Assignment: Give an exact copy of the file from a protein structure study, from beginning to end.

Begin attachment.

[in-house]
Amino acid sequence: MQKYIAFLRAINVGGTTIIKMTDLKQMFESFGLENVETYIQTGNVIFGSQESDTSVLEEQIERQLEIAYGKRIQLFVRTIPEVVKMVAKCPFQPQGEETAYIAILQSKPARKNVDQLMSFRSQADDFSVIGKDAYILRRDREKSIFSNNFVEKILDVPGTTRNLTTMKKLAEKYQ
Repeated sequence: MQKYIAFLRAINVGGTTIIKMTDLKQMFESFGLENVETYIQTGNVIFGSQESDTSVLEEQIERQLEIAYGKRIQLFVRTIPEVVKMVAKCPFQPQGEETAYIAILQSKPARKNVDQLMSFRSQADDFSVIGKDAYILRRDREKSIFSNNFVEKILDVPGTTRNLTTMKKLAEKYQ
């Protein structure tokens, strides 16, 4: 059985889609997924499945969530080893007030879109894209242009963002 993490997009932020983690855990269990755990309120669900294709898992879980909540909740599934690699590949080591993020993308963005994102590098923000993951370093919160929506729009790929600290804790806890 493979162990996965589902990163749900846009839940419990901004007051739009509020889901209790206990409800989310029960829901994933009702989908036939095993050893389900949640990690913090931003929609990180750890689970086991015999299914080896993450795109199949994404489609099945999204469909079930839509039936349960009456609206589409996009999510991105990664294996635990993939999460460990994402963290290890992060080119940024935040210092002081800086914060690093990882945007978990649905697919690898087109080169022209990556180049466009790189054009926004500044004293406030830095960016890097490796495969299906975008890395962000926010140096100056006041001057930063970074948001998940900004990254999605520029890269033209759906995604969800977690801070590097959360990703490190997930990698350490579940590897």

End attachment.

[in-house]
Amino acid sequence: MQKYIAFLRAINVGGTTIIKMTDLKQMFESFGLENVETYIQTGNVIFGSQESDTSVLEEQIERQLEIAYGKRIQLFVRTIPEVVKMVAKCPFQPQGEETAYIAILQSKPARKNVDQLMSFRSQADDFSVIGKDAYILRRDREKSIFSNNFVEKILDVPGTTRNLTTMKKLAEKYQ
Repeated sequence: MQKYIAFLRAINVGGTTIIKMTDLKQMFESFGLENVETYIQTGNVIFGSQESDTSVLEEQIERQLEIAYGKRIQLFVRTIPEVVKMVAKCPFQPQGEETAYIAILQSKPARKNVDQLMSFRSQADDFSVIGKDAYILRRDREKSIFSNNFVEKILDVPGTTRNLTTMKKLAEKYQ
């Protein structure tokens, strides 16, 4: 059985889609997924499945969530080893007030879109894209242009963002 993490997009932020983690855990269990755990309120669900294709898992879980909540909740599934690699590949080591993020993308963005994102590098923000993951370093919160929506729009790929600290804790806890 493979162990996965589902990163749900846009839940419990901004007051739009509020889901209790206990409800989310029960829901994933009702989908036939095993050893389900949640990690913090931003929609990180750890689970086991015999299914080896993450795109199949994404489609099945999204469909079930839509039936349960009456609206589409996009999510991105990664294996635990993939999460460990994402963290290890992060080119940024935040210092002081800086914060690093990882945007978990649905697919690898087109080169022209990556180049466009790189054009926004500044004293406030830095960016890097490796495969299906975008890395962000926010140096100056006041001057930063970074948001998940900004990254999605520029890269033209759906995604969800977690801070590097959360990703490190997930990698350490579940590897």